NARRAGANSETT – The town council got its first official look at the proposed FY 2021 budget Monday night, which the finance department and town manager James Tierney presented for a total of $62.3 million. The figure marks about a $1.3 increase over last year’s adopted budget of $60.9 million, and would require about a 3.6 percent increase in the tax levy from the town over last year. Councilors said they were looking for ways to bring that amount down as financial situations remain uncertain during the COVID-19 crisis.

The proposed budget also includes funding the town’s pension and other post-employment benefit liabilities at 100 percent of their recommended public contributions, as well as $2.2 million slated for capital improvement projects (CIP). The suggested CIPs include network infrastructure upgrades and computer replacement program (Information Technology Department), vehicle replacement, mobile data units and replacement equipment (Narragansett Police Department), equipment upgrades, building repairs and rescue replacement (Narragansett Fire Department), vehicle replacement (engineering department), town hall renovations, vehicle and equipment replacements road repairs and storm drain upgrades (department of public works), vehicle and equipment replacement, park upgrades, including fencing and courts and the community center, camp and park renovations (parks and recreation department), renovations of building, renovate cabanas, sand replenishment, funding of storm reserve account (town beach), general building and grounds upgrades at the Middlebridge property and building renovations at Kinney Bungalow, among others.

The residential property tax rate is proposed at $10.66 per $1,000 of a home’s assessed value, an increase of 43 cents per $1,000 over last year’s adopted rate of $10.23 per every $1,000 in assessed value, while the commercial property tax rate is proposed at $14.39, an increase of 6 cents over last year’s adopted rate of $14.33 per $1,000 in assessed value. The change represents an overall 3.6 percent increase in the total tax levy as proposed, about a $1.9 million uptick in total.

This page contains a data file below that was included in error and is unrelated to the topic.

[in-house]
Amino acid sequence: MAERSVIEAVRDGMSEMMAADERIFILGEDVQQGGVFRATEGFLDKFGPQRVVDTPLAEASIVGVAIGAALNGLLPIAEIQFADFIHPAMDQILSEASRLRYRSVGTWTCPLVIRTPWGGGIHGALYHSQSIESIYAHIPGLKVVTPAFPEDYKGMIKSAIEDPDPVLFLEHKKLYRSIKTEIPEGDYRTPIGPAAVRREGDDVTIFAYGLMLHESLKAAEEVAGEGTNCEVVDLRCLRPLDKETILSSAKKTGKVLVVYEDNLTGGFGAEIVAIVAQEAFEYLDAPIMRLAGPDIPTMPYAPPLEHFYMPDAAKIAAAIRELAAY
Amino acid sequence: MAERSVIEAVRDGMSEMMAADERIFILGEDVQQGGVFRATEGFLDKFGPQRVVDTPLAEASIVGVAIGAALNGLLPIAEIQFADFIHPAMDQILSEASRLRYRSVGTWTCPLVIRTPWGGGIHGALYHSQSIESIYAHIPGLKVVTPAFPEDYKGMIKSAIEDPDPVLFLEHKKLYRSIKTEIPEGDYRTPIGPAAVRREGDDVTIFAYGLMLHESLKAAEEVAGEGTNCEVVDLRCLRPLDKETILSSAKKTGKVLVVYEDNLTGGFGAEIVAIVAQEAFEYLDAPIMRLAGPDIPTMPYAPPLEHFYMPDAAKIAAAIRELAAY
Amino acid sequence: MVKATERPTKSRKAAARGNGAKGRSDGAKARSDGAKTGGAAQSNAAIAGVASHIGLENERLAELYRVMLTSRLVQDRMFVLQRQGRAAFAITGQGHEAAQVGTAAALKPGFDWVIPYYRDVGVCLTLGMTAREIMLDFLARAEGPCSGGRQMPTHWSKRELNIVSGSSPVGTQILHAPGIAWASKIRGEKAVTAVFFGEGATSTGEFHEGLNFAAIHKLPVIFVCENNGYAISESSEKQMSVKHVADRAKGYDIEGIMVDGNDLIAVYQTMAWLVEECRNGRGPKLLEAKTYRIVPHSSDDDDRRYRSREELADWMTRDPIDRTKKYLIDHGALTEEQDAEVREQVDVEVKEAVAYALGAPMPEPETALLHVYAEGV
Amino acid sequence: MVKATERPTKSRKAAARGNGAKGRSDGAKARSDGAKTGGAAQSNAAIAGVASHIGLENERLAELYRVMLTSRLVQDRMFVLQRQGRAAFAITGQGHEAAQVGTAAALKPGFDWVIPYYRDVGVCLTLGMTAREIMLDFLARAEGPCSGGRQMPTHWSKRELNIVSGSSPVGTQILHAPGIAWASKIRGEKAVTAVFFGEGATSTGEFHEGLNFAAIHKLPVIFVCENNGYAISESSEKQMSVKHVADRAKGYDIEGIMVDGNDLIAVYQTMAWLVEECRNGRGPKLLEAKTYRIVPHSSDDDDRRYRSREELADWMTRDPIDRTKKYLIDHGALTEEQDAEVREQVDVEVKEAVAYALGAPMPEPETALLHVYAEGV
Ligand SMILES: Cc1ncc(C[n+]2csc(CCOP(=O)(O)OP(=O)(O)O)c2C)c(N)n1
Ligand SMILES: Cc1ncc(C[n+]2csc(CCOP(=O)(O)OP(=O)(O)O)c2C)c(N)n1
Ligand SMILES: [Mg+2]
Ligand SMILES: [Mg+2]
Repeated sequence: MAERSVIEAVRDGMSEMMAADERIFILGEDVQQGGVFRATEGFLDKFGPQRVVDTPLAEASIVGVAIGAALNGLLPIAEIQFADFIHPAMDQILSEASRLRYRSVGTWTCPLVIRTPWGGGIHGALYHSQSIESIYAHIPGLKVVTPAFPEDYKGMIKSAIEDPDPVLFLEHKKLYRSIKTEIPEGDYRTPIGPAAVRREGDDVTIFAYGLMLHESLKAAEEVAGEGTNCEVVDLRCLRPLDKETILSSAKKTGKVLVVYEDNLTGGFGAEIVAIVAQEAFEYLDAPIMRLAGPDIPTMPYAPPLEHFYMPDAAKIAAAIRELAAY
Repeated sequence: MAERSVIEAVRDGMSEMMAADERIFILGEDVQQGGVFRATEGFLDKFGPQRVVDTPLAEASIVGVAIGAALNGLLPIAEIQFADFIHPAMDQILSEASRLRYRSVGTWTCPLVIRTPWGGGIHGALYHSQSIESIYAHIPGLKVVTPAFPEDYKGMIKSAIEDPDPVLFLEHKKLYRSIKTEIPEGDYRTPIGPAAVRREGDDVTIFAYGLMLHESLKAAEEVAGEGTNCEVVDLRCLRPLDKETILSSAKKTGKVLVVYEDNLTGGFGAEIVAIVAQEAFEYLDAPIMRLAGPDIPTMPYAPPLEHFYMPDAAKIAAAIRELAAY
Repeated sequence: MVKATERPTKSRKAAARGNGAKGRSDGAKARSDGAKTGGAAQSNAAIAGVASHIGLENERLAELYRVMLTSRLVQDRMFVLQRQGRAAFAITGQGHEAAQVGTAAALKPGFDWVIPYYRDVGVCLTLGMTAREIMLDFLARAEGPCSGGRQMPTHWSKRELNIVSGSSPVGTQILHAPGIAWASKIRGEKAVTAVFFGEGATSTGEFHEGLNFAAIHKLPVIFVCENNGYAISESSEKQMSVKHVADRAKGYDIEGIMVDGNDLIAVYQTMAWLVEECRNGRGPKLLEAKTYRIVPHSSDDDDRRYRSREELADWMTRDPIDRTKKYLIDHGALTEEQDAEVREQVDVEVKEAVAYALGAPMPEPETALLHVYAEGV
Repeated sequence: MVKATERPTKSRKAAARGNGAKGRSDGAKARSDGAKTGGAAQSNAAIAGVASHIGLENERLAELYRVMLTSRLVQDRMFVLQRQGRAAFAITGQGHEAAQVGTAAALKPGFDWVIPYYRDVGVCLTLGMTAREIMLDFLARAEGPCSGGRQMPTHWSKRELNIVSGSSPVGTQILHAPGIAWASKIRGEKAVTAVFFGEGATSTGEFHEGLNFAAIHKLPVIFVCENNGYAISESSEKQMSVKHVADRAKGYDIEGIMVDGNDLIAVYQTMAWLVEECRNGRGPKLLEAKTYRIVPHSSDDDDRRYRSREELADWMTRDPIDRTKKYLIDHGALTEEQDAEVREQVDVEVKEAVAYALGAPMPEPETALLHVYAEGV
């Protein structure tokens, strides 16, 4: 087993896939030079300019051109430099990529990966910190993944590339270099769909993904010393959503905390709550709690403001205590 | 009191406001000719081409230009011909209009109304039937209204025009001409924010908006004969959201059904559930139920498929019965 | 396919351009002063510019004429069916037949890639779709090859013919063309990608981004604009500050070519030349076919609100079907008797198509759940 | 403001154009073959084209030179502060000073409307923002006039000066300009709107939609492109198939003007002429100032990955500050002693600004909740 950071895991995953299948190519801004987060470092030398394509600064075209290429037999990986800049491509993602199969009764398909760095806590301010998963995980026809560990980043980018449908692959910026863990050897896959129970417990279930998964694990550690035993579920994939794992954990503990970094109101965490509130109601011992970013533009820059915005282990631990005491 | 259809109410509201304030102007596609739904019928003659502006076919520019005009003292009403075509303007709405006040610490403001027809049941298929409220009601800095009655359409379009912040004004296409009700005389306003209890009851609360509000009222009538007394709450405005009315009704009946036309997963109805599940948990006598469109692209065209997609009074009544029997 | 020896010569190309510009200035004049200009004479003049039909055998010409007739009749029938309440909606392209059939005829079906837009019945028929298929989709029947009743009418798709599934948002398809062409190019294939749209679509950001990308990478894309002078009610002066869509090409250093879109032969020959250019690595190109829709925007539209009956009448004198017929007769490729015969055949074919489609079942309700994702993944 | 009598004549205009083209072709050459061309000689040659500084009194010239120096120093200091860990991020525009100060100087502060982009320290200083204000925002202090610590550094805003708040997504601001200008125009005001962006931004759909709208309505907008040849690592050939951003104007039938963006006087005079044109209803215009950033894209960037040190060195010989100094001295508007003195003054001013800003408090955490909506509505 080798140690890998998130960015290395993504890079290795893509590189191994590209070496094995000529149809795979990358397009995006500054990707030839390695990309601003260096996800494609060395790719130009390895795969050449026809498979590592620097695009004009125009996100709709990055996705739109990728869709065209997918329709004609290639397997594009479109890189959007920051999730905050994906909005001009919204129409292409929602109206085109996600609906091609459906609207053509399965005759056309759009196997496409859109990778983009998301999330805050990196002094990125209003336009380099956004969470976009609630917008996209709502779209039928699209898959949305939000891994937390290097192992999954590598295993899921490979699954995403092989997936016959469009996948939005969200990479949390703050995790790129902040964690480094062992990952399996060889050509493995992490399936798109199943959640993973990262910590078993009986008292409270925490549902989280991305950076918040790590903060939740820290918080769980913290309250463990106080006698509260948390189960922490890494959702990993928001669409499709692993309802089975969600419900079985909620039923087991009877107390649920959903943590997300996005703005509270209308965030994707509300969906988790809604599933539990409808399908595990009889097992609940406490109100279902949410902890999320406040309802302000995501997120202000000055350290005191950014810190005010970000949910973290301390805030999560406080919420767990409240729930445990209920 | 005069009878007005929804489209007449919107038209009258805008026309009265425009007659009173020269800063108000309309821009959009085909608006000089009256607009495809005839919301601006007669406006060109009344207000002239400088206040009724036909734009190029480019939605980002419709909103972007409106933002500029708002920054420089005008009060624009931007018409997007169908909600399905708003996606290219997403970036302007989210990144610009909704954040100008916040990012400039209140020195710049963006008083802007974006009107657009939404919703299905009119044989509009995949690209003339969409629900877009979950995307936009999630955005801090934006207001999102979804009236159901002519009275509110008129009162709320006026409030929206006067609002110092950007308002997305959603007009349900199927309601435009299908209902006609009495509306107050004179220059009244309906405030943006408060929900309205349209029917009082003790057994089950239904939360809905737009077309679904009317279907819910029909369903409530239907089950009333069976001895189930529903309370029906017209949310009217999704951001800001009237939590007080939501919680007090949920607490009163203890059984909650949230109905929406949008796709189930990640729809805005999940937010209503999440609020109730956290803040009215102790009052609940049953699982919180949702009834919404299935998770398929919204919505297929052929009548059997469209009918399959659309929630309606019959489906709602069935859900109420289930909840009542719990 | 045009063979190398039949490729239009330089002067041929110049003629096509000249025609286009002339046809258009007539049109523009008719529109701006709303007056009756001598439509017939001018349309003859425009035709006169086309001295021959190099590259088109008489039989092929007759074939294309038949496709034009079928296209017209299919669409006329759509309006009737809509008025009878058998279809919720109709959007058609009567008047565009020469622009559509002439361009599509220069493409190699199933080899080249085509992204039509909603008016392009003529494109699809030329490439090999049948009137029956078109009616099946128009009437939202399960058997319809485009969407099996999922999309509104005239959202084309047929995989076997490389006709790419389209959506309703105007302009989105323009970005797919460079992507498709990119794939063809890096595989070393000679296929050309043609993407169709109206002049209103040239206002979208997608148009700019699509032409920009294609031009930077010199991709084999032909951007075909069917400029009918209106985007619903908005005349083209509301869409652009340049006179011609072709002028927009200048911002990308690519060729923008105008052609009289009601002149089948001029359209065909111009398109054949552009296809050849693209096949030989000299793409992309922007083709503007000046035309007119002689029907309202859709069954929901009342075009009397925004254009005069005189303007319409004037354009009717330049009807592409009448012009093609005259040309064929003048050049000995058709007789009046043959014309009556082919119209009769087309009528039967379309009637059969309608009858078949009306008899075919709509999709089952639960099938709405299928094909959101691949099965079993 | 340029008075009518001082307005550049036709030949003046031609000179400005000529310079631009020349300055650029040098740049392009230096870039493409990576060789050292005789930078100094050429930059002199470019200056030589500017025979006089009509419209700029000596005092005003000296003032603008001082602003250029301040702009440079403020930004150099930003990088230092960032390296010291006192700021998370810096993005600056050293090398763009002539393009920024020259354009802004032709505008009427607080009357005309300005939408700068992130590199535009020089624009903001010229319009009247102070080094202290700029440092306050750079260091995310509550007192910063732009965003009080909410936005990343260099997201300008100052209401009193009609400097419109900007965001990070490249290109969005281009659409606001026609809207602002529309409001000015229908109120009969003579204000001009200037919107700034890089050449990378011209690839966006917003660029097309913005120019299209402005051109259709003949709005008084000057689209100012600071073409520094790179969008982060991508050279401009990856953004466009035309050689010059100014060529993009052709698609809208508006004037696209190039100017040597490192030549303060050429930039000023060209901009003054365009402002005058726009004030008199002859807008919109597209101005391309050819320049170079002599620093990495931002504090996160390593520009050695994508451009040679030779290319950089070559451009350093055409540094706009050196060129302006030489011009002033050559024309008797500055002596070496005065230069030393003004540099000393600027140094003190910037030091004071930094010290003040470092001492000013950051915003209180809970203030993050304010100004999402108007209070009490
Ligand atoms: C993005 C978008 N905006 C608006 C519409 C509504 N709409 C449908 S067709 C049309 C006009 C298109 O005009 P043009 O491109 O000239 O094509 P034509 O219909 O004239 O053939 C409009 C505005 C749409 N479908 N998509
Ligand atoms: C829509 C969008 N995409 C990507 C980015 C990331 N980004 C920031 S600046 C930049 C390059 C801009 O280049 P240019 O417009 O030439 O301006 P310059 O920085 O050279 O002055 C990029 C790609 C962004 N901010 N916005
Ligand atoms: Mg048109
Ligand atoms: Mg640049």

In the meeting Monday, councilors proposed a variety of ideas to come down on that number. Council president pro tem Jill Lawler floated charging investment properties in town, such as bed and breakfasts or vacation rentals, that are charged the residential property tax rate instead pay the higher commercial tax rate, since they were operating as a business despite being classified as residential properties.

“It would take a little burden off the residents,” said Lawler. “Look at what’s happening in the world right now, in this town. So many people don’t have jobs, you’re lucky if you have one and every penny counts and I know how residents feel about the investment properties.”

Town finance director Christine Spagnoli said the town could look into the proposal, however councilor Patrick Murray objected to the idea.

“Investment properties are residential, you can’t put them in the category of commercial, you’d have to change the whole tax structure,” he said.

Murray also proposed using money from the federal COVID-19 financial relief bill to help offset the costs of the proposed tax increase on residents, asking if there was a chance the $1.2 billion slated for Rhode Island could “trickle down” to the Town of Narragansett from the state.

“It’s still up in the air how that money will be allocated,” said Spagnoli. “We’re hoping to get some of those expenses covered, it cannot and will not be replacing any lost revenue, the state has been quite clear on that.”

Town council president Matthew Mannix said he was hoping to get the residential property tax increase down to nothing.

“In this environment, Jim [Tierney] has already made cuts to the budget, I think I’m going to be looking to make more in this budget because we have people at home who have either lost their job, they’ve gone on a reduced salary at their job, some people have been furloughed from their job,” said Mannix. “I think it’s our duty to keep the taxes low. My goal is to have a zero percent tax increase. That’s what I’m going to be looking at, I’ve been going through the budget. I’m hoping that we can do that or get as close to that as we can.”

About $1.8 million in cuts were made by Tierney since the budget’s first draft—numbers that are reflected in the town’s $62.3 million budget proposal on Monday.

The school department, meanwhile, has proposed a budget of about $32 million, the majority of which will be funded by a town allocation. Spagnoli said 57 percent, or $35.6 million, of the proposed budget would cover town operations while the remaining 43 percent, or $26.6 million, would go toward the schools.

The town council hosted a lengthy budget workshop session on Wednesday evening. For coverage of that meeting, please see next week’s Narragansett Times. There is a second public budget workshop slated for May 13, and the council will host a second public hearing on the proposed budget, along with a first reading of the new budget ordinance, on June 1. A second reading and vote on adoption is scheduled for June 15. 

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